Supporting roles go to David Hyde Pierce, Christopher Plummer, and Richard Jenkins. The score by Ennio Morricone is also very good. Wolf is a fun movie as long as it’s not about “Jack Behaving Badly.” The parts where he wears full fake make-up are silly.

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Silver Bullet:

Silver Bullet was based on the Stephen King tale Cycle of the Monsters. Each part of that book tells a different short story about the same monster that haunts a small town in Maine.

The werewolf turns out to be the town’s minister, but as his condition slowly makes him lose his mind, he starts to hate Marty Coslaw, a young paralyzed boy in the town who has figured out who he is.

In Silver Bullet, Corey Haim plays Marty, Gary Busey plays Marty’s drunk uncle, and Everett McGill plays Reverend Lowe, who is very scary. The werewolf design is one of a kind, and while it’s not the best Stephen King version, the whole thing is fun to watch.

The Curse Of The Werewolf:

This 1960 movie from director Terence Fisher was the only werewolf movie Hammer Film Productions ever made. It was based on the book The Werewolf of Paris by Guy Endore.

In the first cruel story, a dumb servant girl gets raped and becomes pregnant. On Christmas Day, she dies giving birth. All of these things make Leon, the child who survived, a monster.

Oliver Reed’s first lead role in a movie is as Leon, a sad character with superb, gloomy energy that shows how the character fights inside due to a condition he can’t control. His pain is made worse by his desire for Christina, a girl from the area, and his desire to be free of his curse.

Fisher’s direction is always sure, and Roy Ashton’s design for the werewolf, when it finally shows up, is a sensitive mix of wolf as well as human, which fits Reed’s performance’s minor changes.

Trick ‘r Treat:

Trick ‘r Treat, which came out in 2007, was a collection of short stories set in a small town as people got ready for Halloween. In a number of interconnected stories, the movie shows different strange events. All of them involve a child named Sam, who wears a mysterious and scary cotton sack.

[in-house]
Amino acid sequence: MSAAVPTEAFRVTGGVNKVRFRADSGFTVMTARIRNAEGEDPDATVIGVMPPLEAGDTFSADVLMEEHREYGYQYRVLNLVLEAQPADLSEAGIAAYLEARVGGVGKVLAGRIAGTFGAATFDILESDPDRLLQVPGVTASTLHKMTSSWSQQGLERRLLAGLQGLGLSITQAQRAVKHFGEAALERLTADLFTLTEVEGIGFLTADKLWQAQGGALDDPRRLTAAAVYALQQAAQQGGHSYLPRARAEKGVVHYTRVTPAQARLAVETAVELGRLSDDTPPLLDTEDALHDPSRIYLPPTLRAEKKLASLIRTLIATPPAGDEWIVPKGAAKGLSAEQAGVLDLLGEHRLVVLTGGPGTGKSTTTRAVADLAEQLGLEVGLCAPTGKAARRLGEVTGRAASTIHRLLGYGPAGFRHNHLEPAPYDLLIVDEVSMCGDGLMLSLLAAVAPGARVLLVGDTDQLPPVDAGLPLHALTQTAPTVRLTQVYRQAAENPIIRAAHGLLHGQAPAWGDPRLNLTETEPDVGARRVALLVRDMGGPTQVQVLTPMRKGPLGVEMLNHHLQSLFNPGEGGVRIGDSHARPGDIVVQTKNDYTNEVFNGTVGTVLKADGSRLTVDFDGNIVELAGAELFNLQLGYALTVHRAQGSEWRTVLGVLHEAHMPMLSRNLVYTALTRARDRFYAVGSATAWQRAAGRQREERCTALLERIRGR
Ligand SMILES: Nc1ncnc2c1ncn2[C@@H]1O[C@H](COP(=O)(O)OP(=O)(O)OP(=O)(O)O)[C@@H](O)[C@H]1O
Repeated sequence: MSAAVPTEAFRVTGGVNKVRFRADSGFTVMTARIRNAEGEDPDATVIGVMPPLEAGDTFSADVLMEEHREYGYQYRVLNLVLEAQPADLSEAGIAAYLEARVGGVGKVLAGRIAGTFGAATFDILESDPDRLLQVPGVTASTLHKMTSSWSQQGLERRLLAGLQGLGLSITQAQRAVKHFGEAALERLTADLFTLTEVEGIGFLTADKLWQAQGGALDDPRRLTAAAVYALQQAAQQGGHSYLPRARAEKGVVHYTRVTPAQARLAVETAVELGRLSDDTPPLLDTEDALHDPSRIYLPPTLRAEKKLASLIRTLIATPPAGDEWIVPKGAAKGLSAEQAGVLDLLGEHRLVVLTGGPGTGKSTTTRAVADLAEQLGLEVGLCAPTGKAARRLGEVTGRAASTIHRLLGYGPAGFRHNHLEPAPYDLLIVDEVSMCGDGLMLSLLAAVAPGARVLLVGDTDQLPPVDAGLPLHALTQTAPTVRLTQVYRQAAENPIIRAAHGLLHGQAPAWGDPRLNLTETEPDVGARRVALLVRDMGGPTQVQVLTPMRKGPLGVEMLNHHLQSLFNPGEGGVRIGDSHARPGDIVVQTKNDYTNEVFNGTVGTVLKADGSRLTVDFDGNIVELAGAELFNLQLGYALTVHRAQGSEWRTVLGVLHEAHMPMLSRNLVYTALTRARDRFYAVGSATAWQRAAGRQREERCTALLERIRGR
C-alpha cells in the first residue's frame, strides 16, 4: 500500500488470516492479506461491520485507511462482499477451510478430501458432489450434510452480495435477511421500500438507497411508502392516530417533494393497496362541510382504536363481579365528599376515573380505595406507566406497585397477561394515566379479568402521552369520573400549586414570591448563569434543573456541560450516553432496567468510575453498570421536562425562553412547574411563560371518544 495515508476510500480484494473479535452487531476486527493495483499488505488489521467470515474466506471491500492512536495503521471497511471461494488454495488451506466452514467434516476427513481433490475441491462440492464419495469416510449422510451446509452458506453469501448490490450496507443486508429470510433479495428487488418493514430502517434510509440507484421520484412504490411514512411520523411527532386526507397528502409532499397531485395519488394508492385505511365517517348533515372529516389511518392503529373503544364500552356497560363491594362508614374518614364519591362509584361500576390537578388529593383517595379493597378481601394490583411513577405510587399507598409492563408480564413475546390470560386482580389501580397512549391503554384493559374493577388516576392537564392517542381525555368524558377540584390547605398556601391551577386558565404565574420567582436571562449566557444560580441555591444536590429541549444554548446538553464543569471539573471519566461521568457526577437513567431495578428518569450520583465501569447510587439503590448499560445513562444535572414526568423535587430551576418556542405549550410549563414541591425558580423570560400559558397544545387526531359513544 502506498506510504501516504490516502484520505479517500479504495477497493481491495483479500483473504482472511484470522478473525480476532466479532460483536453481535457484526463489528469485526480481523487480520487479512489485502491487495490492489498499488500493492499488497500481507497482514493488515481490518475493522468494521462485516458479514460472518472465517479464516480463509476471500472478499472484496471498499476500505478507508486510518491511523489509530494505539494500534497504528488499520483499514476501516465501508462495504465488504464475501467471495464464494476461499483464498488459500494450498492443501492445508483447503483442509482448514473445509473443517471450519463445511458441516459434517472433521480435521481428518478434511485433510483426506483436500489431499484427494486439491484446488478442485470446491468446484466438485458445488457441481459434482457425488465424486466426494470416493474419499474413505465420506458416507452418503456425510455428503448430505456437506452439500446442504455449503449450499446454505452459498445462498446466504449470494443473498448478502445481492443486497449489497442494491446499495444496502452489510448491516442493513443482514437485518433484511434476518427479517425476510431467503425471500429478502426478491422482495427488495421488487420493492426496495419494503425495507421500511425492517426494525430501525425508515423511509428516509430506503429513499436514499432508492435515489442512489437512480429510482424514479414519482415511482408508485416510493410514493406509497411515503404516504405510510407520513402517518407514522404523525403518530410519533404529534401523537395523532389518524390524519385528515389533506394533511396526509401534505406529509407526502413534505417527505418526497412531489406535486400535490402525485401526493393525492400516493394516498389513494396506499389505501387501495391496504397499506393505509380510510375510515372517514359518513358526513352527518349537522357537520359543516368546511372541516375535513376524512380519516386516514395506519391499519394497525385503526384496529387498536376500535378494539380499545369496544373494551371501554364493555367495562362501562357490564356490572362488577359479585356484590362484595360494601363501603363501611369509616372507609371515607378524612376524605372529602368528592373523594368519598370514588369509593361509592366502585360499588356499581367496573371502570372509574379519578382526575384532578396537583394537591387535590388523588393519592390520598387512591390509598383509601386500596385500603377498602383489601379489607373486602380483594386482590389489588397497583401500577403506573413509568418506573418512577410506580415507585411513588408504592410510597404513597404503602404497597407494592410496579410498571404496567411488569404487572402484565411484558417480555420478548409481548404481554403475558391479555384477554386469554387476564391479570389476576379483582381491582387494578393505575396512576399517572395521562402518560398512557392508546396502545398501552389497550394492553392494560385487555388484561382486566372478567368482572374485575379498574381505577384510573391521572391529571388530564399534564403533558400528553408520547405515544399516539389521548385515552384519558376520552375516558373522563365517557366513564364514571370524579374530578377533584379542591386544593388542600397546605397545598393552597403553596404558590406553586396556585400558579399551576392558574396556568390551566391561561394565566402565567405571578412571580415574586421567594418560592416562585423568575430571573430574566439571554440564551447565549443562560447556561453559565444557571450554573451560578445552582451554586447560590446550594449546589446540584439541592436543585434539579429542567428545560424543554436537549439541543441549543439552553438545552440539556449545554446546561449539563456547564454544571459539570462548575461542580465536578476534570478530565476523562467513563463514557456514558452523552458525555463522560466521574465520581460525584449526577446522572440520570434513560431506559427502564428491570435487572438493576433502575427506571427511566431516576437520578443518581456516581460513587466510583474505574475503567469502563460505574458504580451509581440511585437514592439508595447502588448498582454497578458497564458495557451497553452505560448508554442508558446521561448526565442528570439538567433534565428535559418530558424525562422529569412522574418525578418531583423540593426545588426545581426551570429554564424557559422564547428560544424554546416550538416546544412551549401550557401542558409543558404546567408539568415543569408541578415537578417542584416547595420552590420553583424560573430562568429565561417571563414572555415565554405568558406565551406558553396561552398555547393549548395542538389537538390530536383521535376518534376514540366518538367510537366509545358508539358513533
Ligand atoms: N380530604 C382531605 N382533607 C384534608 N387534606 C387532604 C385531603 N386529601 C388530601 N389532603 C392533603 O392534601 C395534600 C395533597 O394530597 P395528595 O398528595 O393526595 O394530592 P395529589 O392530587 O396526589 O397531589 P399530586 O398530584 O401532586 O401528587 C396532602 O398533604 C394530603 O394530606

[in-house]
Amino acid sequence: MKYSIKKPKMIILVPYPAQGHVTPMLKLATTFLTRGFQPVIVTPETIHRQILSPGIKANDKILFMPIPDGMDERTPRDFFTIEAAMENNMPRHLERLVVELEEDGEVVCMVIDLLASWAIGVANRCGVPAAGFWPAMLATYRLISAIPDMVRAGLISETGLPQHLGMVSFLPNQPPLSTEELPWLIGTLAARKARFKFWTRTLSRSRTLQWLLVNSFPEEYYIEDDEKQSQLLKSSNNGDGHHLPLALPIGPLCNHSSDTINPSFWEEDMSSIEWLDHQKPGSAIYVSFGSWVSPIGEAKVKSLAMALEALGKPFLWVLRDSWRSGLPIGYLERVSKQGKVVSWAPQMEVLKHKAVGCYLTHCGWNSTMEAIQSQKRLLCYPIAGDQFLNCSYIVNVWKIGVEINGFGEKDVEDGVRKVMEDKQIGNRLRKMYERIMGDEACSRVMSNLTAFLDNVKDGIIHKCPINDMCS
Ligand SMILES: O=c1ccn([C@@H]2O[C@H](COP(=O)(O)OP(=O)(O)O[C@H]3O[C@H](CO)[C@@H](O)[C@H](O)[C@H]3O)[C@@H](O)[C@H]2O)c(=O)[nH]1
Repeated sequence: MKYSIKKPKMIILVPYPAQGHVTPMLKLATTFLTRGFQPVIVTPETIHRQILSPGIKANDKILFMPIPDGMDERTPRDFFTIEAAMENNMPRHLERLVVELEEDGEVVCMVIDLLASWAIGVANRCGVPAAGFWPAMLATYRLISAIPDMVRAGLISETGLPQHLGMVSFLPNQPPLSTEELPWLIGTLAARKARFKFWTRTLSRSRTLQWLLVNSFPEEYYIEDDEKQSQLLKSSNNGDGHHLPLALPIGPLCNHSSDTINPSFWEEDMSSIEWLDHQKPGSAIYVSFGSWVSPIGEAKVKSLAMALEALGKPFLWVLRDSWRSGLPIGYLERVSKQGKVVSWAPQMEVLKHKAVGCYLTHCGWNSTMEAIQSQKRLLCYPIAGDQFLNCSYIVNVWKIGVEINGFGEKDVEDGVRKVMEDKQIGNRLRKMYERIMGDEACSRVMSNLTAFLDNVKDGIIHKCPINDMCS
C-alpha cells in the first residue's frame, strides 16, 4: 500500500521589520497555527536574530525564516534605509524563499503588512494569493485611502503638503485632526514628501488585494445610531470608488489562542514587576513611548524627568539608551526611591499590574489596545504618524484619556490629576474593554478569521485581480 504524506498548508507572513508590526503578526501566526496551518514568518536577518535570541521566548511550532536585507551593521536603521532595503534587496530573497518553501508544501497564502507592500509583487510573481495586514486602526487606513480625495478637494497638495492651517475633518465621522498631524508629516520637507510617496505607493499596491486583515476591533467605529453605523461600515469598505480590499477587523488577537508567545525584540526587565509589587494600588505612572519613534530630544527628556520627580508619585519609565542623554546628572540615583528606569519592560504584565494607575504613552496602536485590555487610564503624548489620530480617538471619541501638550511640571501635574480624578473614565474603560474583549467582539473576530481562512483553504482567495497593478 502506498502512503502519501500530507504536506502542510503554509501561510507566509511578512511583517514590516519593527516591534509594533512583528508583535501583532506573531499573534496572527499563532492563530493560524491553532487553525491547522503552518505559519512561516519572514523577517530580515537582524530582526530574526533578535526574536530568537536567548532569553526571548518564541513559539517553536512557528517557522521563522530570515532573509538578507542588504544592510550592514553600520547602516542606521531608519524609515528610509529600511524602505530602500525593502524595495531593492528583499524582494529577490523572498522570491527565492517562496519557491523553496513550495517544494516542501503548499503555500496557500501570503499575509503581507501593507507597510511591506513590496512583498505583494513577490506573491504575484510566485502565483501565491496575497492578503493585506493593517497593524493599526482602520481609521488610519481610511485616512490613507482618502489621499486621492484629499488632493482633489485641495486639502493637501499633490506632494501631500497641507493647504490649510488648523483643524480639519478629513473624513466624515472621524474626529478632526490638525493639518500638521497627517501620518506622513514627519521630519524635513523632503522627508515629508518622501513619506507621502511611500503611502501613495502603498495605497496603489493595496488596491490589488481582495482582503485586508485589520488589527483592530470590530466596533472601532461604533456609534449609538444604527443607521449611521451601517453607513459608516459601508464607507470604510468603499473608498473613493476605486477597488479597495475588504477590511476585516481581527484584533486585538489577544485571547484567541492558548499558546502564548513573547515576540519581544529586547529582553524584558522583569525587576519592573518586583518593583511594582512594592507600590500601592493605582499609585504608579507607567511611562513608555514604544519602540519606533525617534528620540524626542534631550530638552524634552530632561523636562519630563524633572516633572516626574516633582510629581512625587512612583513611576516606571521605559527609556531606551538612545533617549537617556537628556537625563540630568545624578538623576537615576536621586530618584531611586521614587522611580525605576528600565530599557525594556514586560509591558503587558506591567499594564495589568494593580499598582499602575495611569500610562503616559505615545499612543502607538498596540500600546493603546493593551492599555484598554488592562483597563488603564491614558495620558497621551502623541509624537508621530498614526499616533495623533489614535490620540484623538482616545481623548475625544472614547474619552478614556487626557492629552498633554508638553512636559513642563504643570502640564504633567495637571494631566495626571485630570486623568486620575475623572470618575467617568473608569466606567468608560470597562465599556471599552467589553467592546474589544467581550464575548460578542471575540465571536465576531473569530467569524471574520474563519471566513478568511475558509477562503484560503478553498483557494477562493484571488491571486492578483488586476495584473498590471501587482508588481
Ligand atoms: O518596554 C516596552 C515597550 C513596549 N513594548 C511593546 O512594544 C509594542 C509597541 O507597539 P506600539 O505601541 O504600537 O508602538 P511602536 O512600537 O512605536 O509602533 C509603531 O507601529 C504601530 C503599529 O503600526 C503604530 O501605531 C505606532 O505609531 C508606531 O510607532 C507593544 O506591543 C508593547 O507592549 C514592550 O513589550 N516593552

A masked killer living out his vampire fantasies picks a young girl as his target. He quickly learns he made a mistake when she breaks his bones and gives him to a group of beautiful women dancing around a fire. Soon, they show what they really are when they rip off their skin and let out their scary werewolf selves as they start to eat for the night.

Late Phases:

Here’s the thing regarding Silver Bullet: don’t get mad, but it’s not a great movie. It’s not true. But it is a well-liked, family-friendly book in the genre that got people interested in lycanthropic love for a generation. That’s right, I’m one of them.

That was the first Stephen King book I read, and it scared me. While Silver Bullet isn’t nearly as scary, it is a fun and carefree coming-of-age folk favorite in the Kingian style.

According to Don Coscarelli, he quit after producers threw out Stephen King’s writing notes, even though he had helped direct part of the movie. Daniel Attias, a famous TV director, made his directorial debut with his sole feature film.

It’s not the direction that’s wrong with Silver Bullet, though. The story is based on King’s original Cycle of the Werewolf calendar before it was turned into a novella.

But, despite some problems with the story, Silver Bullet is still a lot of fun. You root for the family as they fight a dangerous beast, and Gary Busey’s Uncle Red is one of the best adult characters in the history of teen horror. He is a commendable uncle who consistently strives to do what is right, making him a valuable asset in his own right.

The Howling:

There were three werewolf movies released in 1981, all of which had full moons, rabid dogs, and horrifying change scenes. Of all of them, “The Howling” is probably the most simple horror movie. Director Joe Dante became famous for his comedic horror movies after making “The Howling” before Gremlins.

But the movie with Dee Wallace as a news anchor who tries to relax at a country resort after a serial killer attack but makes things even worse for her is a good scare fest, with gory killings, great makeup by Rob Bottin, and a nerdy side that shows in the fact that almost every character is named after a horror film director.